New highly endemic species of Maharaja Barbs fish found in Northern Western Ghats
The species has been assigned to a new genus, described as Waikhomia, named in honour of eminent Indian ichthyologist Dr Vishwanath Waikhom.
Pune: A new species of Maharaja Barbs of the Western Ghats, a genus popular amongst the aquarium hobbyists, has once again pointed out the high endemism of the fish in the Western Ghats and the need to conserve their habitat.
The new species has been discovered through collaborative research by scientists from the Bombay Natural History Society (BNHS), the Kerala University of Fisheries and Ocean Studies (KUFOS) in Kochi, Modern College, Pune and the Indian Institute of Science Education and Research (IISER), Pune. The scientific paper presenting these results have been published in a leading international journal ZooTaxa, on Monday.
The group of fish was known only from a single species, Puntius sahyadriensis described in 1953, from Yenna (Venna River), a tributary of Krishna River, near Mahabaleshwar. This species acquired popularity amongst aquarium hobbyists because of their majestic appearance and beautiful colouration males achieve during breeding.
“We decided to look for this species in more parts of the Northern Western Ghats, and surveyed river basins from Mahabaleshwar to Karnataka. We found the species well-distributed in the Eastern wing of Western Ghats, in river Krishna and its tributary Tungabhadra, as well as some west-flowing rivers of Karnataka,” said Unmesh Katwate, Fish Scientist at the Freshwater Research Unit of the BNHS and PhD student at KUFOS, who is also the lead author of the study.
This research has given a new identity to the Maharaja barbs, endemic to the Western Ghats of India, based on fresh collection of specimens from throughout the Western Ghats. Researchers found the group unique among species included in genus Puntius. The species has been assigned to a new genus, described as Waikhomia, named in honour of eminent Indian ichthyologist Dr Vishwanath Waikhom.
“Professor Waikhom is one of India’s most well-known fish taxonomists who has described over 100 species of freshwater fish, and worked tirelessly to promote the science of taxonomy and systematics in the country,” said Dr Rajeev Raghavan, Assistant Professor at the KUFOS and a senior author on the paper.
My 150th is on a #newgenus and #species of freshwater fish from the #WesternGhats! @Zootaxa— RajeevLab@KUFOS (@LabRajeev) June 29, 2020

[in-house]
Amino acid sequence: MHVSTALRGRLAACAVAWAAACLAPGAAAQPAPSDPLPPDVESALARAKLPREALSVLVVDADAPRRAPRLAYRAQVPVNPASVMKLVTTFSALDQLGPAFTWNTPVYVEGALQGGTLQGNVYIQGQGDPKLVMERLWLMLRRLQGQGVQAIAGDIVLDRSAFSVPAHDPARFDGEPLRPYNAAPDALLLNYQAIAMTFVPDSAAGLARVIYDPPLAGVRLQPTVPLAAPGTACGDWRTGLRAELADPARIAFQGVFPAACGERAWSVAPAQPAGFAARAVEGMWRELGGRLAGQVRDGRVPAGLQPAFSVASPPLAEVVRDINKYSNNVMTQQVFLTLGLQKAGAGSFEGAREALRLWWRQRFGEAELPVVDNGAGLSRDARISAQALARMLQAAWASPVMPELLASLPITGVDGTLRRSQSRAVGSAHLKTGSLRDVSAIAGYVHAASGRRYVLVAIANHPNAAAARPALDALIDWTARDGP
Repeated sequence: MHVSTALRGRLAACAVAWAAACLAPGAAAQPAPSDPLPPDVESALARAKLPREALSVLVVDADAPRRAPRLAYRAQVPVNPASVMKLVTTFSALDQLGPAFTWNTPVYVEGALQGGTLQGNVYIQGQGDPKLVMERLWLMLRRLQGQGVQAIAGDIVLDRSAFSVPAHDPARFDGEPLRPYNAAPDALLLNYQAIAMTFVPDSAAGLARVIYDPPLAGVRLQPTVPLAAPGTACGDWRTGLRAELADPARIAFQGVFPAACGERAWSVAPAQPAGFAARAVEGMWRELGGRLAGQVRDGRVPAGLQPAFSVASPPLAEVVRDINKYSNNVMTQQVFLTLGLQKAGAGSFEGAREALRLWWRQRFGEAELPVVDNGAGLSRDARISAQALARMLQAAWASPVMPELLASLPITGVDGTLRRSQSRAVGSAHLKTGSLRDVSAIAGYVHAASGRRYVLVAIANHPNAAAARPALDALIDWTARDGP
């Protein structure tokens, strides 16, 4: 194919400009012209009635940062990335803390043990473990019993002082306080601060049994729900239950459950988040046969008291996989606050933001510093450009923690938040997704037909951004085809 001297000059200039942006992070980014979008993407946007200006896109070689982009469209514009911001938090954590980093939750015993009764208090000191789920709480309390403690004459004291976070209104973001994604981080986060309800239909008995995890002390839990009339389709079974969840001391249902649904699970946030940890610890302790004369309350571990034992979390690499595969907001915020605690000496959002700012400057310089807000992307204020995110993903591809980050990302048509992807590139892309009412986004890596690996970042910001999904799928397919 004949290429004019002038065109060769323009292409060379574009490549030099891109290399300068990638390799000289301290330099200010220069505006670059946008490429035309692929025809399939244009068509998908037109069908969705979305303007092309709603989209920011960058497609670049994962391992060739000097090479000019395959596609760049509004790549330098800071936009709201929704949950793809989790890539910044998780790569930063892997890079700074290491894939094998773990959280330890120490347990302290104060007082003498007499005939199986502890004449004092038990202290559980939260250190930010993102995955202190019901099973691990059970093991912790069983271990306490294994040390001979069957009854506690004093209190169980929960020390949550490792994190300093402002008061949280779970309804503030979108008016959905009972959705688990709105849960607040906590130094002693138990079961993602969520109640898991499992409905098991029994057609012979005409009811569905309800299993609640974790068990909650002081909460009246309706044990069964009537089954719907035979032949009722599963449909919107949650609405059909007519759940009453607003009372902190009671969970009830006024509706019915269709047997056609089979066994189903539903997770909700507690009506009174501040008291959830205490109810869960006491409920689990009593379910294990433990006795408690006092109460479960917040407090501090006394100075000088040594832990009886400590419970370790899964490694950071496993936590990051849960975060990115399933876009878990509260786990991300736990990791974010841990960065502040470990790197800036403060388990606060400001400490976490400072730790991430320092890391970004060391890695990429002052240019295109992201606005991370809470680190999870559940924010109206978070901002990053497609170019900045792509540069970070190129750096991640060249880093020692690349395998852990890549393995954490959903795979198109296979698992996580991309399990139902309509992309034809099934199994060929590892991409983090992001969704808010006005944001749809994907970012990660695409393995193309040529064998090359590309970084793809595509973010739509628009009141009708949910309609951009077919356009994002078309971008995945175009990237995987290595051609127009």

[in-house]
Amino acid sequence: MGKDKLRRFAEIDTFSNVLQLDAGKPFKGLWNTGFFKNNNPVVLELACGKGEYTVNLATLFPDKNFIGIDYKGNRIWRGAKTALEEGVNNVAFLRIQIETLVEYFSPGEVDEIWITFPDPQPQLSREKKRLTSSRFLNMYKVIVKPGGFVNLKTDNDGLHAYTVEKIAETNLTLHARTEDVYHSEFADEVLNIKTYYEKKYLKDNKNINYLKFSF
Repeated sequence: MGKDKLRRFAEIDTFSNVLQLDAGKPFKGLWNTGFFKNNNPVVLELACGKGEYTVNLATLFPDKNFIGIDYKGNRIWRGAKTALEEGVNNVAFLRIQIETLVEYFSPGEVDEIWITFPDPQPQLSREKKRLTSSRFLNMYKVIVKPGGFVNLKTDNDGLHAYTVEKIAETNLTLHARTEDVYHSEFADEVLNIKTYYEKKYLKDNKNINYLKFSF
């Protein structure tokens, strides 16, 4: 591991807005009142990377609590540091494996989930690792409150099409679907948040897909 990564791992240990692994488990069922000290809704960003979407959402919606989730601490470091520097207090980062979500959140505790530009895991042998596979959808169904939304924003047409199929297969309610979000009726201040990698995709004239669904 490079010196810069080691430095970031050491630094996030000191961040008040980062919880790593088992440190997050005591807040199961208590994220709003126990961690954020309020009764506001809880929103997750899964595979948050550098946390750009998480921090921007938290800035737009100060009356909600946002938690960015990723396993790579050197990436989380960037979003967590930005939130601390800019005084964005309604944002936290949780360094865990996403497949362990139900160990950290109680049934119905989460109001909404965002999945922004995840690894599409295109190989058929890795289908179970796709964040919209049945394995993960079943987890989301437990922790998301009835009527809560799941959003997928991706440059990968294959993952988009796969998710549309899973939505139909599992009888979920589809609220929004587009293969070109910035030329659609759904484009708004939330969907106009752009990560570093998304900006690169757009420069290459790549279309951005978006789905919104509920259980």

Introducing 'Waikhomia' as a tribute to Vishwanath Waikhom for his exemplary contributions for promoting fish taxonomy in India!!
#newspecies #maharajabarb pic.twitter.com/i7wi8ffprk
The study has also led to the description of a new species, Waikhomia hira, popularly to be known as Kohinoor Barb, which appears to be distributed only in west-flowing Kali River basin of Karnataka.
High endemism calls for greater conservation
"There’s something unique about, Kali River basin as we are seeing many new species getting described from this small west flowing river in Karnataka. Our researchers described a stone loach, Balitora chipkali in 2016 and now, Kohinoor barb, Waikhomia hira from the same river. This study highlights the urgent need to recognise and advocate such small riverine systems for conservation prioritisation," said Deepak Apte, Director of BNHS.
These endemic species found in the Kali river basin have shown that the river might have some ancient connection to Krishna river, which needs to be discovered, said Katwate.
He added, “We have seen so many endemic species in Western Ghats. These species are not just endemic to the Western Ghats, but to specific river basins in the region. So if watershed areas of these basins are affected, it is certainly going to affect biodiversity. The policymakers need to understand this while planning and promoting developmental projects in the region.”
Northern Western Ghats need more attention
The rivers in the central and northern parts of Western Ghats, particularly in northern Karnataka and Maharashtra are poorly explored for their fish diversity.
“Earlier, many taxonomists assigned the species found in the Northern Western Ghats either to the Ganges or the Southern Western Ghats. No proper taxonomy of these species was earlier carried out, which is changing now. That is the reason we are coming across more new and endemic species in the region,” said Dr Neelesh Dahanukar, Scientist at IISER, Pune and senior author of the paper.
Genetic or DNA analysis of the species has also been promoted by researchers these days, and it’s getting easier by the day.
“Some of the rivers in the northern part of the Western Ghats possess high levels of ichthyofaunal diversity, but intensive exploratory surveys, taxonomic revisions and molecular-based studies are urgently required to uncover this hidden diversity,” Dahanukar said.
Katwate added, “Earlier, researchers made use of external as well as internal taxonomy widely to identify species. I think after around the 1950s, more focus was given only on the morphological structure. But genetic analysis is picking up pace now, and scientists are on their way to discover several newer species.”